There’s a combination of tactics, and it’s going to depend on the area. Some people see the mass women’s demonstrations for abortion rights in Latin America as one thing to look at — people have public assemblies where they get organized independently of mainstream institutions. I don’t know how successful that would be in the United States, but given the number of people that come out to demonstrate, it’s worthwhile to see if something more grassroots can put together committees that are willing to work on a health care campaign. I also think doing direct action like defending clinics is important.

People who live in blue states should reach out to people who are under siege in red states, and do so with more than just donations. It might be possible to coordinate cross-state action, both in terms of providing direct services and doing demonstrations. In a way, it’s a civil rights issue, and I’ve always wondered if it would be possible to organize, with the consent and collaboration of people in the South, freedom rides. We could attend clinics and bring resources and voice verbal support at important demonstrations or occupations at capitol buildings.

But something beyond simply getting people to vote is deeply necessary. And I think there are a number of tactics that you don’t have to pull out of your hat. People have experience with defending clinics and doing escorts, even running underground operations to get people to point A to point B, and putting pressure on the medical system. They did it once, and I think we can do it again, but it has to be on a better basis. It has to be on the basis of health care and positive rights and not just “negative” liberties like the freedom to choose to have an abortion and the privacy of the decision with your doctor.

That’s really the problem with Roe: abortion was legalized on a very narrow basis, and all of the problems of class and racial segregation that happened in terms of access were entirely predictable based on the compromises that occurred as a result of that narrow basis.

So the job of the Left is to be ecumenical in tactics, but to take an offensive approach for something good — as opposed to only electing Democrats and having a defensive strategy that tries to fight off the Right in the courts. That hasn’t worked. It’s not going to work any better in the future. And Democrats are increasingly unwilling to do that anyway.

Ben Burgis

In terms of fighting for something good, and also in terms of contrast between the United States and Germany, I wonder if there’s a good way to present that unapologetic defense of reproductive rights in combination with support for state-funded day care, financial support for young parents, and an overall vision of what we think counts as a meaningful choice — you know, a broader, more socialist conception of rights.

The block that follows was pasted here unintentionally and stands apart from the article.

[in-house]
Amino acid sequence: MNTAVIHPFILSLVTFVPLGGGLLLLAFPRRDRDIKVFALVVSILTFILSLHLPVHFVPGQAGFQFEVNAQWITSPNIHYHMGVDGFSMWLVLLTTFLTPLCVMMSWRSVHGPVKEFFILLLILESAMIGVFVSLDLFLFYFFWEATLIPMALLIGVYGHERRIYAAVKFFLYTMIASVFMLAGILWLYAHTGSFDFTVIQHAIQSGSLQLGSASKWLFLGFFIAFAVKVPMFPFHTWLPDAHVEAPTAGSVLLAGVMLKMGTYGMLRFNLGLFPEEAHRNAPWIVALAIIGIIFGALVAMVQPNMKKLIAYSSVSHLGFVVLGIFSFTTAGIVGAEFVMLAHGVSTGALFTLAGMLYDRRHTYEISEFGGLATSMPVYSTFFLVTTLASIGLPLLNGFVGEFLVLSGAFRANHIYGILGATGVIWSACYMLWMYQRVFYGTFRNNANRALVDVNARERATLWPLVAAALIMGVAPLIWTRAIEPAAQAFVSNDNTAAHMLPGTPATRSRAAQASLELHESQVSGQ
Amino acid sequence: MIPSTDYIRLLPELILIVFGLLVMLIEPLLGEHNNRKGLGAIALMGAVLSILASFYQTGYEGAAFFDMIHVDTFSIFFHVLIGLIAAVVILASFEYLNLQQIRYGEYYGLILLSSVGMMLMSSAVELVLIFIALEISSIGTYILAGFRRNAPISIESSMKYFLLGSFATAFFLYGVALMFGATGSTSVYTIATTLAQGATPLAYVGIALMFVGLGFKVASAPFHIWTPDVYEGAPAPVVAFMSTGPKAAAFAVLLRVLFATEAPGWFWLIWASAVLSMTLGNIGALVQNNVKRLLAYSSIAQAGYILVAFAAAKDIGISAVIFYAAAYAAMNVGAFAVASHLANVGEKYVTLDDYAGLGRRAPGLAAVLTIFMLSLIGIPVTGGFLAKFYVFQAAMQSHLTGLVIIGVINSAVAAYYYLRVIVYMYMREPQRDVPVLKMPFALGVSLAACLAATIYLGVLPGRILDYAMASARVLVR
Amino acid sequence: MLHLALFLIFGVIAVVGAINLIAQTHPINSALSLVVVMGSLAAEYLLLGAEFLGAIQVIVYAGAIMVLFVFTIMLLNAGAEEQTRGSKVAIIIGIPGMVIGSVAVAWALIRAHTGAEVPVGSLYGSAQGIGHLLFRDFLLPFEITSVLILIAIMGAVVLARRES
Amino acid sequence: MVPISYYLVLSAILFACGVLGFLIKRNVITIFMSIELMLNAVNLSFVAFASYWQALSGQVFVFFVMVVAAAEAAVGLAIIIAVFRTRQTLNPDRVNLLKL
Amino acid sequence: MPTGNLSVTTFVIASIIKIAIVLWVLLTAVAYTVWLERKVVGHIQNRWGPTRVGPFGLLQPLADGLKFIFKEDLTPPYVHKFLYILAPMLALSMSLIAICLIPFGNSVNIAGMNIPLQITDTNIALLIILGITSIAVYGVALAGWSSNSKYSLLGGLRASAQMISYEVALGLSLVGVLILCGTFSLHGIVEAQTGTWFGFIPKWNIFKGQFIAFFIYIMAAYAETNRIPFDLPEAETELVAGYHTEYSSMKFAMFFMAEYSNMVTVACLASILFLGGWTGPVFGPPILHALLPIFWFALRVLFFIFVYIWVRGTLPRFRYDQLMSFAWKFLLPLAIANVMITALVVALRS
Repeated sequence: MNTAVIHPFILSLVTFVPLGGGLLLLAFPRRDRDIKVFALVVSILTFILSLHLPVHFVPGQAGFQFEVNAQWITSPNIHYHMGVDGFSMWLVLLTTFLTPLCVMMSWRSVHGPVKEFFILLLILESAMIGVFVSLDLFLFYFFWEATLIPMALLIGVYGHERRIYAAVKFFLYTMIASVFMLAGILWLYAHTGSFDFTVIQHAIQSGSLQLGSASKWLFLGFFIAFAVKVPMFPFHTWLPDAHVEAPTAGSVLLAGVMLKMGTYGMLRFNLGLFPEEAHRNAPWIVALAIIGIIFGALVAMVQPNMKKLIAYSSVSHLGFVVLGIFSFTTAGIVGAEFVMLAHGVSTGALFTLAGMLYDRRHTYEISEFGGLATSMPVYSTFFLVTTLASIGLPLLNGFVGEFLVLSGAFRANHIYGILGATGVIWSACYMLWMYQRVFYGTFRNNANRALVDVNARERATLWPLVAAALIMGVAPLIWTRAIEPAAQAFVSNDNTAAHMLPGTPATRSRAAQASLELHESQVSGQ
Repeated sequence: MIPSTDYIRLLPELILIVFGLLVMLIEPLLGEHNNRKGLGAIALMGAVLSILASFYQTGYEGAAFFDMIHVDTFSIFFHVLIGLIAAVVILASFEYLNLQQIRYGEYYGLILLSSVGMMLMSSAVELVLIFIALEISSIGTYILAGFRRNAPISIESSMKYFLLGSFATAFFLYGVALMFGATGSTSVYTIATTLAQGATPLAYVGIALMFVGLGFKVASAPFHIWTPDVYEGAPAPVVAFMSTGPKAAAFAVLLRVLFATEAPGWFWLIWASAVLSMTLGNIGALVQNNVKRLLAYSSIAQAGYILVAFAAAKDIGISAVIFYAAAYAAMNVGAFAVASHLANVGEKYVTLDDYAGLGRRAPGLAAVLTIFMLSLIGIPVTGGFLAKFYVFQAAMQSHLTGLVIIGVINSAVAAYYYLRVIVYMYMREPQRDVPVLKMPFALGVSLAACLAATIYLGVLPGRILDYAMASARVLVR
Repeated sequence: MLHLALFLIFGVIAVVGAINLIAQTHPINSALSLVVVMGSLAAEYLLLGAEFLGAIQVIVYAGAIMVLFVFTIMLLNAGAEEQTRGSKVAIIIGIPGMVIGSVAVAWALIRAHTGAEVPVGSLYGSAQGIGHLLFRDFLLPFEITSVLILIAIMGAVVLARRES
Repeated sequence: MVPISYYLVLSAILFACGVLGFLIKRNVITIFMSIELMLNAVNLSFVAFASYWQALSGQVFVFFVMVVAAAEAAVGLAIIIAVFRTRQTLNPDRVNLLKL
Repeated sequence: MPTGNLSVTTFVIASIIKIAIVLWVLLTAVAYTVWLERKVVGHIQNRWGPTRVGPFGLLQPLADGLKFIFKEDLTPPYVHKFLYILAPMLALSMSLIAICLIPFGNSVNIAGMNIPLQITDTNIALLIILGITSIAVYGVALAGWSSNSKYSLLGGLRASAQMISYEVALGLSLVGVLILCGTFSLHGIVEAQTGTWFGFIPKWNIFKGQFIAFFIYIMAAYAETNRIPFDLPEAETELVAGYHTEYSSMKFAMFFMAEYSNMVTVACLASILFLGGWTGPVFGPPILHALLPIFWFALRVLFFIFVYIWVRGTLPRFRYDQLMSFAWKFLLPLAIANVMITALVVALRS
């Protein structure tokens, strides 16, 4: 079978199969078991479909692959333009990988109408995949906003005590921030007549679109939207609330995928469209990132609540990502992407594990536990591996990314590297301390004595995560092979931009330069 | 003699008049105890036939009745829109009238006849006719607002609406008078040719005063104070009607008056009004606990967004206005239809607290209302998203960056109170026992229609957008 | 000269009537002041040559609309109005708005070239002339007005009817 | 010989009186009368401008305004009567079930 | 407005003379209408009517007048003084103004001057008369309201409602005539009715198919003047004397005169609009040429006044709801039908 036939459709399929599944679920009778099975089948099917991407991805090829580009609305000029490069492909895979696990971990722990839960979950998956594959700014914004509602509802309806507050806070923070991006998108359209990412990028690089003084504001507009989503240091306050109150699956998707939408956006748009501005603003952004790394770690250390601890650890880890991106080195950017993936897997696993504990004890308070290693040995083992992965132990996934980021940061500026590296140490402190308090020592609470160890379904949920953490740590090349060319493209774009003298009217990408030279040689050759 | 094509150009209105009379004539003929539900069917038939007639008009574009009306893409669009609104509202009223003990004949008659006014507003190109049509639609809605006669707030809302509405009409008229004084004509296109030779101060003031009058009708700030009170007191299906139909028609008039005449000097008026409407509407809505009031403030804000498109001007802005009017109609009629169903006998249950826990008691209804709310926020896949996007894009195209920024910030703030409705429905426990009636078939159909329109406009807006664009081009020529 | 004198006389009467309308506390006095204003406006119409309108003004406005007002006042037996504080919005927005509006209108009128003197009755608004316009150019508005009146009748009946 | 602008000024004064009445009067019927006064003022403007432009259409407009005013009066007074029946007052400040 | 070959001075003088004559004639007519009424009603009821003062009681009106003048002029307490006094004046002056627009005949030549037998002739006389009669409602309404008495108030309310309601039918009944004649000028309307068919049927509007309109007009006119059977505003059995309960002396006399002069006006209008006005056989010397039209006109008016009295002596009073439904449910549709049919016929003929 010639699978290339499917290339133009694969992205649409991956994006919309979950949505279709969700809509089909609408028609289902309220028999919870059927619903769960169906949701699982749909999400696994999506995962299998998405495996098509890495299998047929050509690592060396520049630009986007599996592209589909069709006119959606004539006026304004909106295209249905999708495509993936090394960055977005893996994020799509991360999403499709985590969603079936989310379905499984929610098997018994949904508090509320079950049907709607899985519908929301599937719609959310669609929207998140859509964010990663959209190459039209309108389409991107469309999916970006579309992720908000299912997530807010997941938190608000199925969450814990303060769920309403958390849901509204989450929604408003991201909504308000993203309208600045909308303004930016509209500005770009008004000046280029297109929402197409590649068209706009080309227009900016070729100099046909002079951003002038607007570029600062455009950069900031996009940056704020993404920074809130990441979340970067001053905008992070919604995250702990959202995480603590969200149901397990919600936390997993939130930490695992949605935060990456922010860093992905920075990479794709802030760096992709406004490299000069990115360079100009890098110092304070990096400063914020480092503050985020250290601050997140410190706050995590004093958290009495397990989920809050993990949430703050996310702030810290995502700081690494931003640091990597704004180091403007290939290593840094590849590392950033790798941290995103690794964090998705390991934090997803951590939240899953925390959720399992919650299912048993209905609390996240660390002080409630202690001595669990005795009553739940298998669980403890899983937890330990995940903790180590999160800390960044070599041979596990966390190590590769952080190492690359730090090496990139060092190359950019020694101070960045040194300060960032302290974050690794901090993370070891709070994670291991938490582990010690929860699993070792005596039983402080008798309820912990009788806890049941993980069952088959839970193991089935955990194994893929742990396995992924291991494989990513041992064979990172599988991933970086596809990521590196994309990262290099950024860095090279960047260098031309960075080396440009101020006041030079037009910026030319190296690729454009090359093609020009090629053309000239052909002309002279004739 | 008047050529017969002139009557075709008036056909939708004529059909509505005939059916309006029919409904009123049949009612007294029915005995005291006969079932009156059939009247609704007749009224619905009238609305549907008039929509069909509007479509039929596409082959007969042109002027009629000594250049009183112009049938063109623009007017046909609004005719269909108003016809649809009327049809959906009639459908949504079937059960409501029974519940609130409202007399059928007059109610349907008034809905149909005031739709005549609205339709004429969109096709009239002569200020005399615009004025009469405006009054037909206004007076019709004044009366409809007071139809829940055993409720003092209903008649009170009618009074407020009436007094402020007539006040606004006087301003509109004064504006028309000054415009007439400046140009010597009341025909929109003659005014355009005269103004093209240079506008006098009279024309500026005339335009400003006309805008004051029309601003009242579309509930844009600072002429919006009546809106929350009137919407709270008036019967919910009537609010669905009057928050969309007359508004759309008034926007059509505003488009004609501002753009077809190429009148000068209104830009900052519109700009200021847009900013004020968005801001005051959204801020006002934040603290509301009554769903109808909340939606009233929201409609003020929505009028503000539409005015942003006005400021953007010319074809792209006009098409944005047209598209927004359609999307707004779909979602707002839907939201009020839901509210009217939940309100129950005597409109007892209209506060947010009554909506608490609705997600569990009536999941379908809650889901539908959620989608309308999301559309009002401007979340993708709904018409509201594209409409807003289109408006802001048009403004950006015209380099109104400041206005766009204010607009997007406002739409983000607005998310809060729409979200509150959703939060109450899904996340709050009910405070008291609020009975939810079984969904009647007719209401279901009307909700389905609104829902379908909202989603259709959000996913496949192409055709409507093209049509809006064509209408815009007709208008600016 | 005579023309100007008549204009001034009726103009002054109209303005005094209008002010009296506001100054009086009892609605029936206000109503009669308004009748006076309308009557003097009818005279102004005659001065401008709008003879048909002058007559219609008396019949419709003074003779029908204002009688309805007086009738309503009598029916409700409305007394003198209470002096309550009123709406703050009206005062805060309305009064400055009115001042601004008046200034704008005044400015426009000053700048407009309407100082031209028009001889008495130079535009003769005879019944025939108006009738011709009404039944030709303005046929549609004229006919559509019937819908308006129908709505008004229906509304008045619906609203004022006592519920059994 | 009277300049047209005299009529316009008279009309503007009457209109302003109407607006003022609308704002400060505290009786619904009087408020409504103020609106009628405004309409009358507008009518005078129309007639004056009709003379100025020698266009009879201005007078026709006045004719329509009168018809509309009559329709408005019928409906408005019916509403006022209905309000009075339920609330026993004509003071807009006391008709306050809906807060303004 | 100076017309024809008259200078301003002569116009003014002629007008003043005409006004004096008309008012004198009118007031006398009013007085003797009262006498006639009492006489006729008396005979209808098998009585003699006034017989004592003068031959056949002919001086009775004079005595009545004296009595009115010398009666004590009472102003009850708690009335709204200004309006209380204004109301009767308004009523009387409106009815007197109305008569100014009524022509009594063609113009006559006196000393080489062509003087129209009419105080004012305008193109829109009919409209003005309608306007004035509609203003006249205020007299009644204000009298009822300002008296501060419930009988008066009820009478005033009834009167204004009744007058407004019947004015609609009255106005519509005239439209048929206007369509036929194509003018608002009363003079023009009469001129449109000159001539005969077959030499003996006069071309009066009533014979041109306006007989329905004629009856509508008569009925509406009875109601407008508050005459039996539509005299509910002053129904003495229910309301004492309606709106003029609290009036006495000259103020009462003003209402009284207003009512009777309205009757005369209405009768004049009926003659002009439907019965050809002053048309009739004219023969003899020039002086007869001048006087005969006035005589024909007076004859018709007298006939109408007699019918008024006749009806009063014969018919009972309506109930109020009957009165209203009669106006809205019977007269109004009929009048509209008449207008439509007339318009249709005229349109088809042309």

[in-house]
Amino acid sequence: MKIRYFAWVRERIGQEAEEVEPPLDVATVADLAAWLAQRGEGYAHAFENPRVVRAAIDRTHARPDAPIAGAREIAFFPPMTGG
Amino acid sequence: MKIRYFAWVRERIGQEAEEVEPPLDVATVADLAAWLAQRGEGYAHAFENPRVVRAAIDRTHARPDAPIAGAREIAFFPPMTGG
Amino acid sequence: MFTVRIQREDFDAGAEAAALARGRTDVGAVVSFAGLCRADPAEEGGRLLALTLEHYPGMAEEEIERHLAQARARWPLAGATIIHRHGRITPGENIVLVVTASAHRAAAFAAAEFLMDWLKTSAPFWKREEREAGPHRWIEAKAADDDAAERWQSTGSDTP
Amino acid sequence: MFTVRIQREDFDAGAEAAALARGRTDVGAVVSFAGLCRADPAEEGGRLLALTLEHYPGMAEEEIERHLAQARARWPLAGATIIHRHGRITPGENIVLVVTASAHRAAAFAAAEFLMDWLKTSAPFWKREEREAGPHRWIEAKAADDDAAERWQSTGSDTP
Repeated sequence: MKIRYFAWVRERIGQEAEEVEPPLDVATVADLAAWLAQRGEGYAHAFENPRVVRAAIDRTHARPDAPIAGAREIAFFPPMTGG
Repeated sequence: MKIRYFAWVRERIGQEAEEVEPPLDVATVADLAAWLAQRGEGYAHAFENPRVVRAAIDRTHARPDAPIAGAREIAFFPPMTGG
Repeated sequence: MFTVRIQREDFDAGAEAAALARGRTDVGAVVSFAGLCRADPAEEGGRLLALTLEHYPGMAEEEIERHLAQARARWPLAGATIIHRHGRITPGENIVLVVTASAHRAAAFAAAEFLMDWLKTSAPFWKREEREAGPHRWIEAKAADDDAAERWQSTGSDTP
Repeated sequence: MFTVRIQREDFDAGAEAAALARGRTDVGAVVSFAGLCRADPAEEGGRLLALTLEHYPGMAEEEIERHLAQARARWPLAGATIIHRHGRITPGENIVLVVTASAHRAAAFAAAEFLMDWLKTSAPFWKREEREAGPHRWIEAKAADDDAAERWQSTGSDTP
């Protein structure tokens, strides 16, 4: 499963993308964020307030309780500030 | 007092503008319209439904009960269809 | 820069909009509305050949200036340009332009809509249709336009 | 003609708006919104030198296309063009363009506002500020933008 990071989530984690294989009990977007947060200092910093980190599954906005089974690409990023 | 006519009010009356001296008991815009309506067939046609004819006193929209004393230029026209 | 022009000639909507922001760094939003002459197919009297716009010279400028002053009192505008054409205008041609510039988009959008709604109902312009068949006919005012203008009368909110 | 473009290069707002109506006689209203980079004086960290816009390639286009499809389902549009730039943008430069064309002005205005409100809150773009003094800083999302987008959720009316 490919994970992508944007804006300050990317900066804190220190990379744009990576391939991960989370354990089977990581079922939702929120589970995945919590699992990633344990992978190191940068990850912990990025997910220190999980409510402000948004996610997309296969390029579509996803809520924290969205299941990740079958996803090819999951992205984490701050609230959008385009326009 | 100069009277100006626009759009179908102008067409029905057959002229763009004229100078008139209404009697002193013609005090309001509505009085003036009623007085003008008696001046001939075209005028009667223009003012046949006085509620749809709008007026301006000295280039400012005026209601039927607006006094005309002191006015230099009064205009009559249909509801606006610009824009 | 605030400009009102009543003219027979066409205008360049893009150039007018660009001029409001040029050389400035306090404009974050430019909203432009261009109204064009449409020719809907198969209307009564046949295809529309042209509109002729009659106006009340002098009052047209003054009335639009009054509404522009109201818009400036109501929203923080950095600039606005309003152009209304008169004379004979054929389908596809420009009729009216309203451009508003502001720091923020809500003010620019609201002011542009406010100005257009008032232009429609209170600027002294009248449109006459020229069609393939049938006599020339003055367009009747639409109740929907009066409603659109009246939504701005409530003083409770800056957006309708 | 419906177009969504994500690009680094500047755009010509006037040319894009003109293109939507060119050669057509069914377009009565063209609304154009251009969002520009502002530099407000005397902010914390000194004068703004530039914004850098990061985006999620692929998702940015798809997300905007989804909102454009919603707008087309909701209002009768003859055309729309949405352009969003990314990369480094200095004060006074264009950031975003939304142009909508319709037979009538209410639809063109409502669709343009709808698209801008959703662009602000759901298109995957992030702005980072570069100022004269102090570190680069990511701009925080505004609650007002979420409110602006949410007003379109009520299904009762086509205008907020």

Lillian Cicerchia

I agree — a right to have children in a safe and healthy environment as much as the right to not have children. We want to have institutions that allow people and families, if they choose to have them, to flourish.

In Germany, the state actually won’t pay for you to get an abortion; it’s only legal up until twelve weeks, and you have to be referred to an abortion provider through a counseling service. So you can’t directly access abortion health care yourself. This is part of the compromise made with the Christian Democrats, and so there’s a lot of restrictions that created a stable equilibrium. On the one hand, there’s no right wing challenging abortion rights, but on the other hand, if you talk to German feminists, they will tell you there are a lot of problems.

The right contrast, the place with the most expansive abortion-rights policies in Europe, is the Netherlands. They also have the lowest rate of abortions per capita. Not that this matters to me morally, to be clear. I think there should be as many abortions as women who want them, but it does show that having well-rounded sexual education, an abundance of social services, and unrestricted access to an abortion does in fact decrease the likelihood that people will be coerced into undesirable choices with their sexual and reproductive freedoms.

So places like France, Germany, Italy, and Spain are not the model. There are even more egalitarian setups.

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Lillian Cicerchia is a postdoctoral researcher in philosophy at the Free University of Berlin, with a focus on political economy, feminism, and critical theory.

Ben Burgis is a Jacobin columnist, an adjunct philosophy professor at Morehouse College, and the host of the YouTube show and podcast Give Them An Argument. He’s the author of several books, most recently Christopher Hitchens: What He Got Right, How He Went Wrong, and Why He Still Matters.